Mental health: ethnic minority experiences

Onset of mental health problems

Here, people talk about when their mental health problems first began. Some people first began to experience mental health problems as teenagers, a few when they were children, while others experienced them much later in life, in their 40s. One woman was diagnosed with an eating disorder and said she began “using food” as a way of coping with family problems when she was a child. Some people were at university, college or school when their mental health problems began (see 'Losses & gains: impact of mental health on everyday lives'). And many people became unwell following a tough childhood.

Circumstances leading up to the beginning of a mental health condition
Often people had experienced a whole series of difficulties in different areas of their lives before becoming unwell. These included problems at work and at home. People described conflicts with their family or partner, marriage breakdowns, and bereavement, as well as experiencing housing and financial problems. One woman described arguing with her husband about money. Many people had been separated from their parents (or surrogate parents) as children, including one woman who was placed in Local Authority care. Several had recently moved to the country from abroad, and often said they felt lonely and isolated. Some people had experienced abuse or rape or other kinds of physical harm. For some, this was at the hands of family members, while others were bullied at school or work. One woman felt that because she was being bullied at school and didn't have a good relationship with her parents, she was “already in a vulnerable state” when she started hearing voices. Some people also mentioned experiencing racism.

A few people had experienced physical health problems and a few women described beginning to feel unwell during pregnancy or following the birth of a child, while others became unwell after having a miscarriage or having trouble getting pregnant. (See 'Views about causes of mental health problems: individual factors'.)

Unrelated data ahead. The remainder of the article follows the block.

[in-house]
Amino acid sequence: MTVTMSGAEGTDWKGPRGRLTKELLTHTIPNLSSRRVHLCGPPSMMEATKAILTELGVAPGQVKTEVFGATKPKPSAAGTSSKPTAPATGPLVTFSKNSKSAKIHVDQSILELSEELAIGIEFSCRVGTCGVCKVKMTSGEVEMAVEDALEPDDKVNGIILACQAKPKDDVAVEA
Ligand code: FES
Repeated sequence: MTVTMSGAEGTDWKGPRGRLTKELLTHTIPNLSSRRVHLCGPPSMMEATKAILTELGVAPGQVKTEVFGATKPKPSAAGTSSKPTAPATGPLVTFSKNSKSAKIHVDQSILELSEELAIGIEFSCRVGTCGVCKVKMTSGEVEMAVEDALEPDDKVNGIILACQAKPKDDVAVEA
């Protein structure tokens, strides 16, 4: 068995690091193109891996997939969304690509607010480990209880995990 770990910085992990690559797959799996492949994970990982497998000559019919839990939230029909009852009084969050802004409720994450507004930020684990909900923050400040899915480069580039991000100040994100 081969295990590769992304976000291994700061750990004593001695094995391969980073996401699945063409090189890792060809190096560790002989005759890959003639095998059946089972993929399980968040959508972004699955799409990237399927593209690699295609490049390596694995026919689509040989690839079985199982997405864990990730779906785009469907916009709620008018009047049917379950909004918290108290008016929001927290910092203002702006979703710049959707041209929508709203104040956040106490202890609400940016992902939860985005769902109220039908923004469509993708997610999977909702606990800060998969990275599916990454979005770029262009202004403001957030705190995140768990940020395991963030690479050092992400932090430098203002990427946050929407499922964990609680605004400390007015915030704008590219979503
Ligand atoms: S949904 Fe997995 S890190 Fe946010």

Some people talked about members of their family having mental health problems, including one man who experienced his first episode of psychosis shortly after meeting his mother who also had schizophrenia. 

Others mentioned drinking alcohol and using drugs just before they became unwell.

Noticing something was wrong
For some, their experience began merely as a feeling that something was “not quite right” whilst others began hearing voices or experiencing hallucinations & delusions. For a few people, onset was very sudden [see Dolly below]. People responded to what was happening in different ways. Some didn't realise anything was wrong or thought that what they were experiencing was “natural” or “normal” (see 'Ways of describing mental health problems'). [See Tariq above] Others said they were aware that something was definitely wrong. Some weren't sure what was happening and felt confused, believing it might eventually go away, or thought it was something else, like a physical health problem.

Some said they didn't tell anyone what was happening because they were embarrassed, scared, or in the case of one woman, felt they were seen by others as coping and “strong”. [See Tariq above] Some said they tried to carry on, and one man said he tried “to act normal” to keep it secret, “but I wasn't fooling anyone”.

Many people described how parents, siblings and friends also started to notice that there may be something wrong, based on changes in behaviour or facial expressions or not seeing them for a while. For those who thought that there was nothing wrong, people's responses were puzzling. One woman thought her mother “was making a fuss over nothing”, while one man began to think there must be something wrong because he trusted his mum [See Devon below].

Others said that no-one noticed that anything was wrong, because they were seen as “strong” [see Imani above].

What people did when they realised something was wrong
Once people realised something was wrong, most eventually went to see their doctor. People also made contact with social services or the hospital, or were referred to specialists, such as a child psychiatrist. Others were taken to see a health professional against their will by a concerned family member or by the police. One woman's sister went to the GP who sent the early intervention team. One woman was so distressed by the voices she was hearing, she attempted suicide [see Dolly below].

One man says, on reflection, he was glad he was forced to see the doctor, as he was putting himself in danger.

Views about what people think caused their mental health problems are covered in 'Views about causes of mental health problems: individual factors' and 'Views about causes of mental health problems: social & environmental factors').

Last reviewed September 2018.

Last updated June 2015.


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